Prague is a vibrant city, with a lively nightlife that attracts lots of young tourists.
But while cafes, busy streets and good beer draw plenty of visitors, among the most beautiful and appealing attractions in this trendy capital are its historic and cultural sites, in the Old Town, in churches and castles dating back centuries. And many of them can be enjoyed for free. Here are five suggestions.
OLD TOWN SQUARE
Dating to the Middle Ages, the Old Town Square is located in the heart of Prague. Romanesque, Gothic and Baroque buildings - including a tower and churches - date to the 12th century.
Notable sites include the Orloj or Astronomical Clock, dating to 1410, which includes solar and lunar positions, a monthly calendar and a tableau of figures that move on the hour, as well as a statue of church reformer Jan Hus, erected in 1915, 500 years after his death. Tour guides offer their services in the square for free - though they hope for a tip at the end.
Walking across the Charles Bridge is one of the most popular tourist activities in Prague. The bridge's construction began in 1357 under Charles IV, the Holy Roman Emperor known as the father of the Czech nation.
Over the centuries, 30 mostly Baroque statues of saints were erected on the bridge's Gothic balustrade. The statue of the legendary Czech knight Bruncvik, standing alone on one of the bridge's pillars, is among the notable sculptures. Legend has it that his magical sword was buried in the bridge and would be swung at times of great national tribulation by St Wenceslas, Bohemia's patron saint.
The area around the Prague Castle - the current presidency seat - is open almost in its entirety for free. Ceremonial changing of the guard is daily at noon in the first courtyard and on the hour into the evening by the castle gates. There's a fee for exhibition halls and historical monuments but the lovely gardens around the castle are free to visit.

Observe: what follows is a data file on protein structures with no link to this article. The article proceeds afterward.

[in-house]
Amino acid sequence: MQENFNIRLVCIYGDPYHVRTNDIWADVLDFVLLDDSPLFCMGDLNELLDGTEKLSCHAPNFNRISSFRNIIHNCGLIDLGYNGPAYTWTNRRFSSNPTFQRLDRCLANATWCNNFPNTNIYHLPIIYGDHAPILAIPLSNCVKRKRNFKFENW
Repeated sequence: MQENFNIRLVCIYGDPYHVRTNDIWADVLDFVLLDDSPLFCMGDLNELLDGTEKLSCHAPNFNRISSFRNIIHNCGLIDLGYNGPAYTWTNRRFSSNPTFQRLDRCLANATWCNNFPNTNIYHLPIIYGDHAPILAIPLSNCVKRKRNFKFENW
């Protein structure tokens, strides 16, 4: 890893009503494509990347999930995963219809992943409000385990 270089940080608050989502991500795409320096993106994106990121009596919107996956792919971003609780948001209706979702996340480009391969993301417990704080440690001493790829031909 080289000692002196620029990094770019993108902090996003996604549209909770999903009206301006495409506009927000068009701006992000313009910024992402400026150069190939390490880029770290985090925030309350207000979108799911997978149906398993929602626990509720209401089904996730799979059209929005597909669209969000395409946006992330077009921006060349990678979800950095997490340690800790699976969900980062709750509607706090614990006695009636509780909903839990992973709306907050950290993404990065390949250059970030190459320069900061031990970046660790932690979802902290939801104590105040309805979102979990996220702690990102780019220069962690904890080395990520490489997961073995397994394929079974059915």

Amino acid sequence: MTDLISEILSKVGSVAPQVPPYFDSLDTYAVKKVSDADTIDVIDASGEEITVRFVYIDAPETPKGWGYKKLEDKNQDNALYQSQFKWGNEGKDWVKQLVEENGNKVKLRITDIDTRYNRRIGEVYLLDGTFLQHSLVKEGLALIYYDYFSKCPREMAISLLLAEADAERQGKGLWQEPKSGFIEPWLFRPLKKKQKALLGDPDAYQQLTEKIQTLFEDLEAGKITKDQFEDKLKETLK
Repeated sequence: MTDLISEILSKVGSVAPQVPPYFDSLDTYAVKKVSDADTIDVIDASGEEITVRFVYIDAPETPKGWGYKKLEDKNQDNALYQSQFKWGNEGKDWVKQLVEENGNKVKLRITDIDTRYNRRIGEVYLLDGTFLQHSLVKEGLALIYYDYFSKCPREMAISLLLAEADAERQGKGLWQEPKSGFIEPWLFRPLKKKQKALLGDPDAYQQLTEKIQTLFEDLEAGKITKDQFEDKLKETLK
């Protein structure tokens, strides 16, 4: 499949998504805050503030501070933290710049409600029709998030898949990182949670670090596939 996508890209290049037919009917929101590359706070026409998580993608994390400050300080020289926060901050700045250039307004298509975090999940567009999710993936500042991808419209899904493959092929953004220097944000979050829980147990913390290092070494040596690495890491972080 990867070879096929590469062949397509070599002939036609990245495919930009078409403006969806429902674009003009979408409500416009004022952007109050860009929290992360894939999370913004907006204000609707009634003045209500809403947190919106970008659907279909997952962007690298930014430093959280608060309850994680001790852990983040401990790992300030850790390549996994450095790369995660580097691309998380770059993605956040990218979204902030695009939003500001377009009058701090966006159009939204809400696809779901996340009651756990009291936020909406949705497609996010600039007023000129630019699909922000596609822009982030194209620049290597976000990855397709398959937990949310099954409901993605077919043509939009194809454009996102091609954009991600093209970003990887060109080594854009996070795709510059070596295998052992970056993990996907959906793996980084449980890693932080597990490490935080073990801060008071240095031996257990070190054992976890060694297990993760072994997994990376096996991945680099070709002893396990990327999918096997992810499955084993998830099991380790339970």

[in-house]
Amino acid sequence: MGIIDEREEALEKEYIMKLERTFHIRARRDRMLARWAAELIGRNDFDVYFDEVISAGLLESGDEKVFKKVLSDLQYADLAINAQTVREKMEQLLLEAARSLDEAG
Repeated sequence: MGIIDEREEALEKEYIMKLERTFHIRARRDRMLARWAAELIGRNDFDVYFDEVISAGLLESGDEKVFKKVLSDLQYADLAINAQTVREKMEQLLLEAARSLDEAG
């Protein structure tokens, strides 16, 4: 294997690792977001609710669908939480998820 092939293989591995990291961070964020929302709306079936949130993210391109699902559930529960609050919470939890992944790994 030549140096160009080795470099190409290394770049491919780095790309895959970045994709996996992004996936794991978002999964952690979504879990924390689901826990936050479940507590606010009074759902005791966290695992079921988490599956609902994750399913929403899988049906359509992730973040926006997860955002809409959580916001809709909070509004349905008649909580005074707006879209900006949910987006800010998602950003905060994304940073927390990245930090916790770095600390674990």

The grounds stay open until midnight every day through to October 31, so you can enjoy a nice night walk in a beautiful and safe place with hardly anyone there - as opposed to the crowds you'll encounter during the day. The castle also provides a vantage point for breathtaking views of the city.
Prague's beautiful medieval churches are also popular with visitors and many can be seen free of charge. Among them is the Church of Our Lady Before Tyn, where famed Danish astronomer Tycho Brahe is buried. The church's distinctive twin spires, 20 storeys high, can be seen from a long distance away. You can also visit a small part of the monumental structure near the entrance to St Vitus Cathedral for free, though a fee is charged for full access to the country's biggest and most famous church.
The church was the site of the funeral of the late President Vaclav Havel. Since May, all seven of the cathedral's bells have been heard tolling together again, for the first time since World War I, when three of the bells were confiscated. They were recently recast and returned to the bell tower.
Urban parks throughout Prague offer people-watching, playgrounds, green space, paths for biking and skating, and postcard-perfect views of the city's intricate skyline, a panorama of centuries-old spires, towers and decorative rooftops. Favourite parks include Petrin Hill and Stromovka Park.